The “Perfect” Firewall…
Security is a story of economics. It is about risk. In my time in the industry, I’ve worked for a number of large players and managed the security for a number of highly secured organisations. In the 90s, I acted to implement and secure the Australian Stock Exchange as they first went online. I also helped organisations such as Lasseter’s Online, an online casino. The reality is, none of them were perfectly secure. They were all secure enough.
This is important. Security is a risk function. You do not pay more than the value of the asset to secure it. If you do, you are not secure.
Marcus Ranham and I had a number of run-ins back in the 90s. He was one of these people who had this idea of perfect security, in particular with his Gauntlet firewall product and his company Trusted Information Systems (TIS). I had a number of clients in the federal government who implemented it because it was secure but fell for the lie of perfect security. You see, one part of the security triangle is availability. And Marcus had the idea that disconnecting the Internet would be a good security control.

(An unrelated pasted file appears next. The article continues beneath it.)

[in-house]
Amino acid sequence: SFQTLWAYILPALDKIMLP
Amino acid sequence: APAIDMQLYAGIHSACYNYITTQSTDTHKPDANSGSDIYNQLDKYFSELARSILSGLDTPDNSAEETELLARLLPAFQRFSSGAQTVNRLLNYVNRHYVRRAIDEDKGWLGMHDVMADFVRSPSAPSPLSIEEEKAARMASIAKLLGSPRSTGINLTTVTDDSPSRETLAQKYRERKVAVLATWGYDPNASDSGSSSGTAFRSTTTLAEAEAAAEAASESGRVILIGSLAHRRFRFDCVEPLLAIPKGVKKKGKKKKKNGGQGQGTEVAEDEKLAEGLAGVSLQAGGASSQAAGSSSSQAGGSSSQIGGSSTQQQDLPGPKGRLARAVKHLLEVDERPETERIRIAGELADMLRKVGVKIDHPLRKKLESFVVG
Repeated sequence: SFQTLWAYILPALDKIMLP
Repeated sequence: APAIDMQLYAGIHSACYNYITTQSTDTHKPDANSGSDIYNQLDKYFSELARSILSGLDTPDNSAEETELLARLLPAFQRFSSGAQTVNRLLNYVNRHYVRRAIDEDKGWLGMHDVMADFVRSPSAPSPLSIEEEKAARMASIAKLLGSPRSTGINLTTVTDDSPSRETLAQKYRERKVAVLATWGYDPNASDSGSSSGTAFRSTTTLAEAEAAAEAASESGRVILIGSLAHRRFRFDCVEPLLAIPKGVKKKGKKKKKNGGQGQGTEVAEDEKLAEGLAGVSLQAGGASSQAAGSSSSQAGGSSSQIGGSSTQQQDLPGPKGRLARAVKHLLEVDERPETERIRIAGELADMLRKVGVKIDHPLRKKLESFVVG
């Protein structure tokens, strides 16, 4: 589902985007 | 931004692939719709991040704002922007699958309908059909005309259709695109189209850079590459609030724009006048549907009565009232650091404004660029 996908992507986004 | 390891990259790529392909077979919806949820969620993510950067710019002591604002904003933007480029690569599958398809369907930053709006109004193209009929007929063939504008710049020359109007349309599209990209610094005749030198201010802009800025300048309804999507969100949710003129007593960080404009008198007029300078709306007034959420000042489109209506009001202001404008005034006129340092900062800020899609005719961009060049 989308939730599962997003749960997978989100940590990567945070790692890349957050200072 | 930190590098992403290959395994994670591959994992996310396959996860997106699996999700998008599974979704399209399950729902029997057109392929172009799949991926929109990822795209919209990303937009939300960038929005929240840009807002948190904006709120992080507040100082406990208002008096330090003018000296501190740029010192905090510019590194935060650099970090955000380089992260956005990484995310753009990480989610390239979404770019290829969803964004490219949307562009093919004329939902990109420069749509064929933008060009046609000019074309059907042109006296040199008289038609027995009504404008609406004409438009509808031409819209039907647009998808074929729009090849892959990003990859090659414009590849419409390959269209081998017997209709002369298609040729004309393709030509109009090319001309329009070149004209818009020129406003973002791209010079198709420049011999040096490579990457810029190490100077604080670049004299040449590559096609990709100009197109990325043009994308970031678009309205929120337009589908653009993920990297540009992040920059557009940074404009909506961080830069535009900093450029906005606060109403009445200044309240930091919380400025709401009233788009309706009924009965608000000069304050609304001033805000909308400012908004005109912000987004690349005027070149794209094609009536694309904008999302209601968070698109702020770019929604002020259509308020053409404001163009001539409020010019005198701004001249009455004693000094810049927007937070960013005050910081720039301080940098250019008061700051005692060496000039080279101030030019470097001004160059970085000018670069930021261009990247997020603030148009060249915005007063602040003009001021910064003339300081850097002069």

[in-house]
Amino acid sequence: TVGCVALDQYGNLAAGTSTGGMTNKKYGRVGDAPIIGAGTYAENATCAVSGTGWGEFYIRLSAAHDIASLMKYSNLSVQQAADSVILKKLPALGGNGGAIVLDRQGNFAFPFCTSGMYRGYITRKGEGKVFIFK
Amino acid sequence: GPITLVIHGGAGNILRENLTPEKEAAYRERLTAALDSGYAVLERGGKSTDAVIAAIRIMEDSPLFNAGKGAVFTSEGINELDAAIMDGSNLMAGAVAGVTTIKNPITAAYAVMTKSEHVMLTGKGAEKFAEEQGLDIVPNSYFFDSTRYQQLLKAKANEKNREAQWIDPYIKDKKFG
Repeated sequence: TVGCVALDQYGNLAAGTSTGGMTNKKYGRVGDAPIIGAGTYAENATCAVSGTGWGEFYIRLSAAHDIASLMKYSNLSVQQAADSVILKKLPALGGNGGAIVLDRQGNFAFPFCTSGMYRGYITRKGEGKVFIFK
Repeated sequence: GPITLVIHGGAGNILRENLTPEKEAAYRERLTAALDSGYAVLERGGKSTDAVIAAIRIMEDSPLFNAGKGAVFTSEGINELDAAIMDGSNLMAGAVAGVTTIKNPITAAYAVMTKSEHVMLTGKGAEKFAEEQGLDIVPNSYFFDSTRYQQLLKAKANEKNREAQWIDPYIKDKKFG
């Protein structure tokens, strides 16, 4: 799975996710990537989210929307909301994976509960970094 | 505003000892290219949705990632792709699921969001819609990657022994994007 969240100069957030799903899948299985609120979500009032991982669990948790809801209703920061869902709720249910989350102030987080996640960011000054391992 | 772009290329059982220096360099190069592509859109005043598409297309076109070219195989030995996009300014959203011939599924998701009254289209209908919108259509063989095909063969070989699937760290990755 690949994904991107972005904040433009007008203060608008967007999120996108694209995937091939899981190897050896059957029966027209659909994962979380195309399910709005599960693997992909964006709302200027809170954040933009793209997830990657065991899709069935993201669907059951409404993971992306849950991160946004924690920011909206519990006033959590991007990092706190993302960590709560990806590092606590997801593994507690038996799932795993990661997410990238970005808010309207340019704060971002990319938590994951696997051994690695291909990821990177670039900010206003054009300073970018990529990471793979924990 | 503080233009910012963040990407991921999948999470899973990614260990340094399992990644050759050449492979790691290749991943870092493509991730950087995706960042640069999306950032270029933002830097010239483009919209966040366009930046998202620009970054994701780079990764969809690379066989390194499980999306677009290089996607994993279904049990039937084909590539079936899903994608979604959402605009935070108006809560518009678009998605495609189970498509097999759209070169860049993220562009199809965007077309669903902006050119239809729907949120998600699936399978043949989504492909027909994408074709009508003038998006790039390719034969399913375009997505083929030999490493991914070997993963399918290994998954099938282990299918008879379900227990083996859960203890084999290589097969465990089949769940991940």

One of the government departments received threats of a denial of service. They would go to conferences and training where Marcus presented and taught them the ultimate firewall: a pair of pliers. The problem here was that disconnecting the service greatly disadvantaged many people who used the government site. Think about it now; imagine Google disconnecting from the Internet.
I was ridiculed for my argument. I told the department that they should not disconnect under any circumstances — if anything implement multiple redundant paths. For two weeks, the government department disconnected from the Internet, and stopped payments to a number of people who were disadvantaged. To some of us, not receiving money for two weeks may not seem all so important; we can live on savings. For many of the people impacted in the late 90s, it was a problem. Luckily, very few people overall had their payments processed online at that stage.
Bitcoin does not need to be perfectly secure; there is no such thing. Bitcoin needs to be resilient and available. In seeking the perfect, we destroy any hope of achieving something that can be great. Such is the problem with Core and others, and in seeking perfect anonymity, they create a system that cannot work in the real world. In seeking perfect security, they chase a dream that can never be achieved. As with all things in the world, there is no perfection, only risk.